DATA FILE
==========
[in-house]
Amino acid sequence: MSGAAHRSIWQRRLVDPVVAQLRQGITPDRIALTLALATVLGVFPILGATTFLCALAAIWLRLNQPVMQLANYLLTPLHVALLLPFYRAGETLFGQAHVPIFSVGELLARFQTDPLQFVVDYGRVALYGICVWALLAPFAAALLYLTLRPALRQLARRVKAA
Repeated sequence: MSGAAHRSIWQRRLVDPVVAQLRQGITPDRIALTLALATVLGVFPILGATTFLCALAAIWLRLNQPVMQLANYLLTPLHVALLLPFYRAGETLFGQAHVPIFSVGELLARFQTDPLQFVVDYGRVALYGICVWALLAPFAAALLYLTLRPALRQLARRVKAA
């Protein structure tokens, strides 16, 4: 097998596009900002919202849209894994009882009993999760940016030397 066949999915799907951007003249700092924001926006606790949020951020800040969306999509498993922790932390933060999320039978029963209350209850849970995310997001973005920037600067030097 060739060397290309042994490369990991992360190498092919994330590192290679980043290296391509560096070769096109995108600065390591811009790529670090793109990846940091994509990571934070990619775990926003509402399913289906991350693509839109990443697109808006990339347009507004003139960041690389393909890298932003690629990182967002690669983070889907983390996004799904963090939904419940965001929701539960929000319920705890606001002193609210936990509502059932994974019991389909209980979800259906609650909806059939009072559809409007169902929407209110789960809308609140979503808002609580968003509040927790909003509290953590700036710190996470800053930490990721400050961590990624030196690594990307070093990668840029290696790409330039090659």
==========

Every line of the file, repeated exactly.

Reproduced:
[in-house]
Amino acid sequence: MSGAAHRSIWQRRLVDPVVAQLRQGITPDRIALTLALATVLGVFPILGATTFLCALAAIWLRLNQPVMQLANYLLTPLHVALLLPFYRAGETLFGQAHVPIFSVGELLARFQTDPLQFVVDYGRVALYGICVWALLAPFAAALLYLTLRPALRQLARRVKAA
Repeated sequence: MSGAAHRSIWQRRLVDPVVAQLRQGITPDRIALTLALATVLGVFPILGATTFLCALAAIWLRLNQPVMQLANYLLTPLHVALLLPFYRAGETLFGQAHVPIFSVGELLARFQTDPLQFVVDYGRVALYGICVWALLAPFAAALLYLTLRPALRQLARRVKAA
């Protein structure tokens, strides 16, 4: 097998596009900002919202849209894994009882009993999760940016030397 066949999915799907951007003249700092924001926006606790949020951020800040969306999509498993922790932390933060999320039978029963209350209850849970995310997001973005920037600067030097 060739060397290309042994490369990991992360190498092919994330590192290679980043290296391509560096070769096109995108600065390591811009790529670090793109990846940091994509990571934070990619775990926003509402399913289906991350693509839109990443697109808006990339347009507004003139960041690389393909890298932003690629990182967002690669983070889907983390996004799904963090939904419940965001929701539960929000319920705890606001002193609210936990509502059932994974019991389909209980979800259906609650909806059939009072559809409007169902929407209110789960809308609140979503808002609580968003509040927790909003509290953590700036710190996470800053930490990721400050961590990624030196690594990307070093990668840029290696790409330039090659």